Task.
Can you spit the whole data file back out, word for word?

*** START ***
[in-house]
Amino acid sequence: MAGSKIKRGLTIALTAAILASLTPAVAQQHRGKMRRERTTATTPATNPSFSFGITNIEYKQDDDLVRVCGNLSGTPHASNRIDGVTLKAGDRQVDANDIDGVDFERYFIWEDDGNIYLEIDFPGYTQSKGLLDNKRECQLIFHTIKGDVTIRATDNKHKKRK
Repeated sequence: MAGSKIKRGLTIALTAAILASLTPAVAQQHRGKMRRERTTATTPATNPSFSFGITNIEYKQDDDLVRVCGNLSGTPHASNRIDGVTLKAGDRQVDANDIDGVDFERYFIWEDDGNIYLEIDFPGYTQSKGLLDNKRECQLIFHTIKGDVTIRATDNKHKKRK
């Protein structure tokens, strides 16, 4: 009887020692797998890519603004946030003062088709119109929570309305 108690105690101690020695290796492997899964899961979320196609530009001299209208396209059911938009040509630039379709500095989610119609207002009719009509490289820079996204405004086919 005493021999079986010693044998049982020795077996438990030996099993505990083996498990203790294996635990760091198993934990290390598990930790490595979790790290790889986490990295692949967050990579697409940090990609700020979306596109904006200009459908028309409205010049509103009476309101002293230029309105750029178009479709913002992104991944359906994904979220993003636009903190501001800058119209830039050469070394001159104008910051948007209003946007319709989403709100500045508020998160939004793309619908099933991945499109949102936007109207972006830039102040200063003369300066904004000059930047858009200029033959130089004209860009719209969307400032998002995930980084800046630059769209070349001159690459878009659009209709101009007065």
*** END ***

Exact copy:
[in-house]
Amino acid sequence: MAGSKIKRGLTIALTAAILASLTPAVAQQHRGKMRRERTTATTPATNPSFSFGITNIEYKQDDDLVRVCGNLSGTPHASNRIDGVTLKAGDRQVDANDIDGVDFERYFIWEDDGNIYLEIDFPGYTQSKGLLDNKRECQLIFHTIKGDVTIRATDNKHKKRK
Repeated sequence: MAGSKIKRGLTIALTAAILASLTPAVAQQHRGKMRRERTTATTPATNPSFSFGITNIEYKQDDDLVRVCGNLSGTPHASNRIDGVTLKAGDRQVDANDIDGVDFERYFIWEDDGNIYLEIDFPGYTQSKGLLDNKRECQLIFHTIKGDVTIRATDNKHKKRK
């Protein structure tokens, strides 16, 4: 009887020692797998890519603004946030003062088709119109929570309305 108690105690101690020695290796492997899964899961979320196609530009001299209208396209059911938009040509630039379709500095989610119609207002009719009509490289820079996204405004086919 005493021999079986010693044998049982020795077996438990030996099993505990083996498990203790294996635990760091198993934990290390598990930790490595979790790290790889986490990295692949967050990579697409940090990609700020979306596109904006200009459908028309409205010049509103009476309101002293230029309105750029178009479709913002992104991944359906994904979220993003636009903190501001800058119209830039050469070394001159104008910051948007209003946007319709989403709100500045508020998160939004793309619908099933991945499109949102936007109207972006830039102040200063003369300066904004000059930047858009200029033959130089004209860009719209969307400032998002995930980084800046630059769209070349001159690459878009659009209709101009007065």